Network slicing technology has large parts of the wireless networking community excited, and it’s easy to understand why: It can deliver multiple logical networks over a single physical infrastructure and give each network the unique set of characteristics required to meet specific user needs.
The idea of re-using scarce radio-frequency spectrum to create more value for providers that own the infrastructure, in addition to the ability to offer over-the-top services beyond mere connectivity, has the telecom giants interested, particularly those deploying 5G cellular services.
What is network slicing?
Network slicing is a layer ofvirtualisation applied to wireless network services. Just as servers in the cloud or containers are virtual constructs, not simply physical servers, a network slice its own logical network carved out of a larger physical network via the automated allocation of bandwidth, QoS rules and other network functions.
The actual process of doing this varies by the company offering the technology, but it’s essentially an outgrowth of software-defined networking and network function virtualisation technologies, coupled with automation in order to dynamically manage multiple slices of a large network.
A network slice contains the same control plane, user plane and access network interfaces as any other network, it simply portions out parts of them as necessary to support multiple virtual networks. Using this technique, a single network can be subdivided logically into a host of different networks, each with capabilities and features appropriate to their use.
Spectrum is a finite commodity, and conventional QoS technology simply doesn’t do enough to maximise its use. During peak demand, large portions of spectrum may remain unused, while other portions might be uncomfortably crowded.
For example, a base station near a large public venue might be swamped with voice, video and app traffic while an event is in progress. At the same time, bandwidth the operator has set aside for machine-to-machine use, like smart meter reading or smart home services, remains mostly inactive.
With network slicing virtual networks could be reconfigured and re-provisioned largely on the fly to automatically shift bandwidth and other resources from the machine-to-machine use to the needs of the event goers, alleviating the crunch and providing better service.
Much of the conversation around network slicing centers on 5G because slicing is a key reason that that 5G will be able to provide new functionality carriers have advertised.
Telecoms are eager to offer services beyond simple connectivity to business users, and the ability to create individualised, virtual networks on the fly is central to that concept. Here are the three types of network slice currently contemplated by 5G proponents.
Enhanced mobile broadband
Mobile broadband is traditional data-to-your-cellphone service. Network slicing can support enhanced mobile broadband (eMBB), which is aimed at maximising the data rate while supporting moderate reliability and packet-error rates of about 10-3, according to an IEEE working paper on the subject.
A network slice devoted to eMBB would be provisioned with those constraints in mind, letting the system select and manage clear channels for use in eMBB. Massive machine-to-machine connections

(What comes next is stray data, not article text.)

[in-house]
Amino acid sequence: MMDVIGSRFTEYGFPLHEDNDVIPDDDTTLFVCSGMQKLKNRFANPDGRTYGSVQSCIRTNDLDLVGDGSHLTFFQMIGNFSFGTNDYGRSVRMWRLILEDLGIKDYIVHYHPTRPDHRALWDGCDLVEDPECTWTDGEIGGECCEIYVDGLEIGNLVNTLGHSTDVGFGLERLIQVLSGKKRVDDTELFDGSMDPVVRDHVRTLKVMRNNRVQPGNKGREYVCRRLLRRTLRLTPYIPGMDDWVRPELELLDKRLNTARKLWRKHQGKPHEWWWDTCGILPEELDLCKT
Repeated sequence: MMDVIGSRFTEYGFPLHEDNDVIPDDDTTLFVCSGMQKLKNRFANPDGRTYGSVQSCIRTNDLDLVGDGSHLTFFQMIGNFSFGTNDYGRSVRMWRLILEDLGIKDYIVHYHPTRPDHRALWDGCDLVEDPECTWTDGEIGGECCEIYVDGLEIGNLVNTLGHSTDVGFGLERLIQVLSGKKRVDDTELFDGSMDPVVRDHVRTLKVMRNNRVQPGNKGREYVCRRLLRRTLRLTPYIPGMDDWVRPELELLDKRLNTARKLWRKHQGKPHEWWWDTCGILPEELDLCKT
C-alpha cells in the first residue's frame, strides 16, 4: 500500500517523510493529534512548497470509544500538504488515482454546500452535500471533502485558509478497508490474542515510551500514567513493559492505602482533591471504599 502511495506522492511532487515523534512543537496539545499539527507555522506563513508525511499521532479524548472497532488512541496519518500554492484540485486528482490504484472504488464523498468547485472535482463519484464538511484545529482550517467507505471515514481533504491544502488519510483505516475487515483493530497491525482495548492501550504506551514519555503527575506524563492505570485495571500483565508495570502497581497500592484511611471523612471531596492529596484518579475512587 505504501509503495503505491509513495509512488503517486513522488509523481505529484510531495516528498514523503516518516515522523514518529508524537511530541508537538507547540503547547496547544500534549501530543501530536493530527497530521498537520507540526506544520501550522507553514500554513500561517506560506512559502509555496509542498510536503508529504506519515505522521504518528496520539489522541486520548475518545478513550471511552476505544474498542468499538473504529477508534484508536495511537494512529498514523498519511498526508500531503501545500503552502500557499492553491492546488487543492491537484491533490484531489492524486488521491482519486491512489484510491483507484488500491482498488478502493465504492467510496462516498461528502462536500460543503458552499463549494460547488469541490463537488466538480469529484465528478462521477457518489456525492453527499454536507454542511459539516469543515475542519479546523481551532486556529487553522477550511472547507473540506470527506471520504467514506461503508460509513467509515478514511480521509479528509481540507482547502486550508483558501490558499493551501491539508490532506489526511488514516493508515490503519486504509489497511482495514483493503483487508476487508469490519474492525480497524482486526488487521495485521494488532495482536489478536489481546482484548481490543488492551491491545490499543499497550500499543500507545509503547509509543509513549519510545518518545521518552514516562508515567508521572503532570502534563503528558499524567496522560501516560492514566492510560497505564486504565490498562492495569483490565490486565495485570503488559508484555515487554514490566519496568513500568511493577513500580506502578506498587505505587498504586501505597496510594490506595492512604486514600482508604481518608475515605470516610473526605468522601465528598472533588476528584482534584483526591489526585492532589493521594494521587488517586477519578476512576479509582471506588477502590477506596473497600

Massive machine-to-machine connections
One implementation of the Internet of Things (IoT) is deploying large numbers of data-gathering devices that need to phone home only intermittently to provide small bits of data—massive machine-to-machine connections (mMTC). Rather than low latency and high bandwidth, mMTC requires the network to support huge numbers of low-bandwidth connections simultaneously.
The idea behind mMTC is to provide a maximal arrival rate for any given band of radio frequency, but allowing a packet-error rate around 10-1. That is much higher than the 10-3 target rate for eMBB but is perfectly acceptable given the small size of the messages being sent.
Ultra-reliable, low-latency communications
Many of the more novel wireless services made possible with network slicing fall into the category of ultra-reliable, low-latency communications (URLLC). These include support for critical infrastructure, medical services like remote surgery, connected vehicles, and real-time process coordination in fields like manufacturing, according to the Federal Communications Commission.
The IEEE says this type of transmission is intermittent, like mMTC, but its use of comparatively small blocks of data and strict latency requirements mean that a much higher level of reliability is required, on the order of a packet error rate of 10-5.
While the technology itself promises to be a fairly direct upgrade over current-generation methods of QoS and traffic shaping, the radio access networking (RAN) technology that enables its deployment remains relatively immature, and the standards governing it have yet to be finalised.
Even prominent wireless equipment vendors like Ericsson have only recently begun to deploy slicing capability in their radio-access-network technology, meaning that the hardware to implement it is still in the process of reaching the market.
What’s more, all the vendors involved are still producing pre-standard equipment.
The 3rd Generation Partnership Project (3GPP), an alliance of seven telecommunication standards-development bodies, is working toward standards, but has yet to finalise them for parts of the stack that are critical to implementing network slicing at scale. Multiple-input, multiple-output (MIMO)—sending and receiving multiple signals over the same channel at the same time—enhancements to vehicular wireless connectivity, and RAN slicing itself are all part 3GPP’s work and are expected to remain in the pipeline until at least mid-2022.